We finished the day at Wayllabamba, at around 3000m, the altitude where we started.
Not yet knowing what was ahead of us
The area is full of different kind of orchids

Day 2: the really hard day (10kms)
We woke up at 520am with room service from Raul, and after a good breakfast were on the road by 7am while the porters were taking down the camp. It was already raining by the time we got up and even if we had some times without rain it only really stopped we we got close to camp at 2pm.
Day 2 is really hard because we go through the highest pass of the trek, the Dead Woman's pass at 4200m, for a total of 1200m of elevation. That's the highest Denise and I have ever been without a plane and it was a lot of work.
Denise finding the strength for her headstand at 4215m, while it's freezing because of the rain and the wind
Most of that is through stairs, a lot of stairs, after-every-turn stairs, even-when-you-think-it's-over strairs. It was hard and the rain and cold made it pretty grueling. We were extremely thankful that we were not carrying all our gear. That's incidentally when we started developing this tremendous respect for our porters :)
The rest of the day was mostly downhill through a lot of stairs, but it was a lot easier than the first part!
We reached camp at Pacaymayo at 3530m where we were welcome by hot tea and chocolate and got time to hang out with our group a little more.
Smiling despite the rain, the cold and ... the stairs
More pretty flowers
Finally a nice view, from our camp
Getting some well deserved rest and trying to defrost before dinner
Day 3: the looong way down (15kms)
That day was pretty easy in comparison. We woke up at 520am again and left camp before 7am. There were still some pretty hard ups, and many stairs but the uphill was not as hard as the previous day. The hardest part was the fact that a good part of it is downhill and that our knees are not what they used to be so we just took it slow and reached camp at 5pm. So it was a pretty long day. But we got to see some more ruins like Runkuracay, Sayaqmarca or Phuyupatamarca. Here again the arrival at camp, under the rain, was more than welcome!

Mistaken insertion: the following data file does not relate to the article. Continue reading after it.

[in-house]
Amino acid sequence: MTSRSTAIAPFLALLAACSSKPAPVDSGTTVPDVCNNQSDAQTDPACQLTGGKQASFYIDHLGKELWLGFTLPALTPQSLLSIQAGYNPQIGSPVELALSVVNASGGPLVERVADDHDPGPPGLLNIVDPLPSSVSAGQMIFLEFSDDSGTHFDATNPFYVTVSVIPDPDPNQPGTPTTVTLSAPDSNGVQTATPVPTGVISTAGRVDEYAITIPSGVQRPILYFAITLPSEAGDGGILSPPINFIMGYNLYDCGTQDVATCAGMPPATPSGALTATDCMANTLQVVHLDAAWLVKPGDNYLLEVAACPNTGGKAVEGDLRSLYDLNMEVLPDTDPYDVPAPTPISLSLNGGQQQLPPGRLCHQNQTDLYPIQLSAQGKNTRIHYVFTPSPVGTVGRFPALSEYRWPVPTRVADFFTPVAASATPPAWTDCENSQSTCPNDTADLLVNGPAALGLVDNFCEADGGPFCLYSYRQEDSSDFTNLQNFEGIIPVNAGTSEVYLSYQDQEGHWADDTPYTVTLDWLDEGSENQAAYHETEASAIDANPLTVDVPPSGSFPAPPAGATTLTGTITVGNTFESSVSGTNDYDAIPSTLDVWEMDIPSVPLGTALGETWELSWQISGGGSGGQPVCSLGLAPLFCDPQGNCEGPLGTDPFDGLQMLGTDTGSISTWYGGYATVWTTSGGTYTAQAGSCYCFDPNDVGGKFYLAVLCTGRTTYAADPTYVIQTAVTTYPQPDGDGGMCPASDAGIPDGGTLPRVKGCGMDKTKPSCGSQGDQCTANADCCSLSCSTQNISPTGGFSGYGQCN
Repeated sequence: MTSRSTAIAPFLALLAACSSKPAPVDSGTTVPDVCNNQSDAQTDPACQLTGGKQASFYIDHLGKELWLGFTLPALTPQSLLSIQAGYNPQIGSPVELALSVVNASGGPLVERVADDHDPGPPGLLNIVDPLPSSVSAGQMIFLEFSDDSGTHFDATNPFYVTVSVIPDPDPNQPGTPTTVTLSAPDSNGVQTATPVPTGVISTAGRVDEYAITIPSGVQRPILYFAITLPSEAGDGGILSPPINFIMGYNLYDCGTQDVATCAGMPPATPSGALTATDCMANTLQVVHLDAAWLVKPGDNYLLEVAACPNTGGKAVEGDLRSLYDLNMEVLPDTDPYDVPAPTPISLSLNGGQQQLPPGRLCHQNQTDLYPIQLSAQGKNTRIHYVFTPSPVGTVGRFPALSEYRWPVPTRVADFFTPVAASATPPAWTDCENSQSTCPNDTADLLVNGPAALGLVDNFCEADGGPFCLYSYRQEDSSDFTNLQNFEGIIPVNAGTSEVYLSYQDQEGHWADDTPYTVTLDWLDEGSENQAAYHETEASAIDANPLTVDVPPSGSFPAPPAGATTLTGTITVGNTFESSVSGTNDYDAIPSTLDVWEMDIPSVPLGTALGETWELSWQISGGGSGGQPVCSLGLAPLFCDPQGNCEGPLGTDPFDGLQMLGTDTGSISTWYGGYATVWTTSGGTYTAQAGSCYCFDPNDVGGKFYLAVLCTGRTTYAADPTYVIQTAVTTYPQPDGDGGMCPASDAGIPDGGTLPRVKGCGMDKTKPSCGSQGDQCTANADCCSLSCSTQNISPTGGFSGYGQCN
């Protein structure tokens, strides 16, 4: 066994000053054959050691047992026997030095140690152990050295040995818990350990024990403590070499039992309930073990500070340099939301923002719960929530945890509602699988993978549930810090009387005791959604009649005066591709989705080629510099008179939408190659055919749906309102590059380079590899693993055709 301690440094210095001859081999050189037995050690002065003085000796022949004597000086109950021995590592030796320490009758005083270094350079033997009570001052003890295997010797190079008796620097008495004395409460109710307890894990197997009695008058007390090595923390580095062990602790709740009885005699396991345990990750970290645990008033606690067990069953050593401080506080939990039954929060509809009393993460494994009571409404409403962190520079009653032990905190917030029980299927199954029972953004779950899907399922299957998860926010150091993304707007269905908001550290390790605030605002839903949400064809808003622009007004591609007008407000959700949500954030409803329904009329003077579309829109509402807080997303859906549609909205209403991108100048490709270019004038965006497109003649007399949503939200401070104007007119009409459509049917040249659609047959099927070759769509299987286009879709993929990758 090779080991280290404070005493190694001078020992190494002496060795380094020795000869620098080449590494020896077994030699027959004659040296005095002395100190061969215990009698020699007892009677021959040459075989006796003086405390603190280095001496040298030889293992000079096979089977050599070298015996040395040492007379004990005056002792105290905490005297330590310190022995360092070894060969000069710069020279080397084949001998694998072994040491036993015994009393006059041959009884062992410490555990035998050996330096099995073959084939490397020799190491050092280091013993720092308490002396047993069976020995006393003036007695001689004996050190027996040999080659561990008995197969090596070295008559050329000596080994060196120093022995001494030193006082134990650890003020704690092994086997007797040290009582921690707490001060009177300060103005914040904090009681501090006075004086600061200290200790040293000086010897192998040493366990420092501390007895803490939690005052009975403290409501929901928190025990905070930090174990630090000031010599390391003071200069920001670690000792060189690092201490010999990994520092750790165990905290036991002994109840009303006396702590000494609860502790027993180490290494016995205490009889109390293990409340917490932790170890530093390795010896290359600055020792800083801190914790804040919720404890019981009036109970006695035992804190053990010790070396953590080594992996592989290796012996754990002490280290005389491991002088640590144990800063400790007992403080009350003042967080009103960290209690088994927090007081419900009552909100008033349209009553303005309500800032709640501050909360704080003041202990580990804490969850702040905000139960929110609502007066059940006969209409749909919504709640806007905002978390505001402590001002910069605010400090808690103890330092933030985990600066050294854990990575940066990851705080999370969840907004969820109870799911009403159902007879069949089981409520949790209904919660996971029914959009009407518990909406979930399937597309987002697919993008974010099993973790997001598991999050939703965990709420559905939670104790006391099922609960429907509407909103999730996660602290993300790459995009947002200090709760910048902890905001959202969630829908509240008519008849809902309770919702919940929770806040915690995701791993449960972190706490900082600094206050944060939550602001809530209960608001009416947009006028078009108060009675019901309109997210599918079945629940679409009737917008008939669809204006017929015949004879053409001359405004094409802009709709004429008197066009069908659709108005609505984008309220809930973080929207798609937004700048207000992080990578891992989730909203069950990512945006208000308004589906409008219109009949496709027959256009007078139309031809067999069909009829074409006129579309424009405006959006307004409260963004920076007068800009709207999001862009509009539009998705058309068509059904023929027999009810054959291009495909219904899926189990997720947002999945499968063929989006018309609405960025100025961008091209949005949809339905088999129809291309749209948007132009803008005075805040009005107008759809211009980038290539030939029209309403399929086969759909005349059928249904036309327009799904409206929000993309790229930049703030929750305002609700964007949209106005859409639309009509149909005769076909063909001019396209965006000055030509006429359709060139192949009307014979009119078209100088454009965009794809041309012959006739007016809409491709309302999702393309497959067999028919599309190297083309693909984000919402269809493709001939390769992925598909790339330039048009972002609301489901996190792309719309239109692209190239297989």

With our ponchos at Runkuracay

Runkuracay from above

Pretty flowers at Sayaqmarca

Details of a door at Sayaqmarca

Fun tunnel on the way

More ruins of the day, on our way down

Straight from an Indiana Jones movie
Day 4: Macchu Picchu! (5kms)
To make sure we would be there early,[Denise: and to make sure the porters made their 5 am train --otherwise they would have to walk the Inca Trail back to Km 82 -the beginning] we woke up at 330am that day and after a quick breakfast rushed to the trek entrance to be the first of the many people camping in the area to enter the final 5kms to Macchu Picchu. We waited there for 1hour until they opened the gate at 530am but it was exciting to be finally close to the end.

As they opened the door the whole group hiked as one at a pretty high pace. It was made possible by the fact that the trail was fairly flat and ended up being a very fun part of the hike as we were all going fast but sticking together.
We reached the Sun Gate in record time. As you saw on the picture at the beginning of the post, we didn't get to see much from there and it was a little disappointing but another 30 mins later we finally reached the Macchu Picchu and discovered that the many pictures you get to see don't do it justice. It is truly a sight to behold!

We made it!

The clouds gave it a very dramatic look

Right after Adam went down on his knee and proposed Angela to marry him. An awesome, awesome event

Our group, at 730am
After a good visit of the site by our guides who gave us insights into the history of the place, we were given as much time as we wanted to roam the place and joke around. We had a great time there before aiming out for Aguas Calientes, the nearby town, and our ride back home.
Strange flowers

Alone in the world

"Quand Lama pas content..."

We got back to Cuzco at midnight, completely exhausted!


  1. Sorry about the wet, but it sounds like even with the rain it was an unforgettable experience - loved the play by play, brought back lots of memories, especially those stairs!! xo -Beth

  2. What an awesome narrative of our awesome experience!! We are having drinks on a hillside watching the ocean in valpariaso, chile, you?? So happy you two are a part of such great memories!! Keep in touch, Rick and Gina

  3. Awesome, reminds me some great moments

  4. Reminds me of great moments : we did it in 2003 and we loved it (though we had no rain). And, in our group, we also had a guy who proposed to his girl friend. That must be a nice spot !
    This does deserve a topo in ZeOutdoor no ?

  5. What a great opportunity to meet those wonderful porters and companions on the trail! With all these photos and blog, you will never forget -- great stories to tell (your children, grandchildren) or anyone who likes a good story.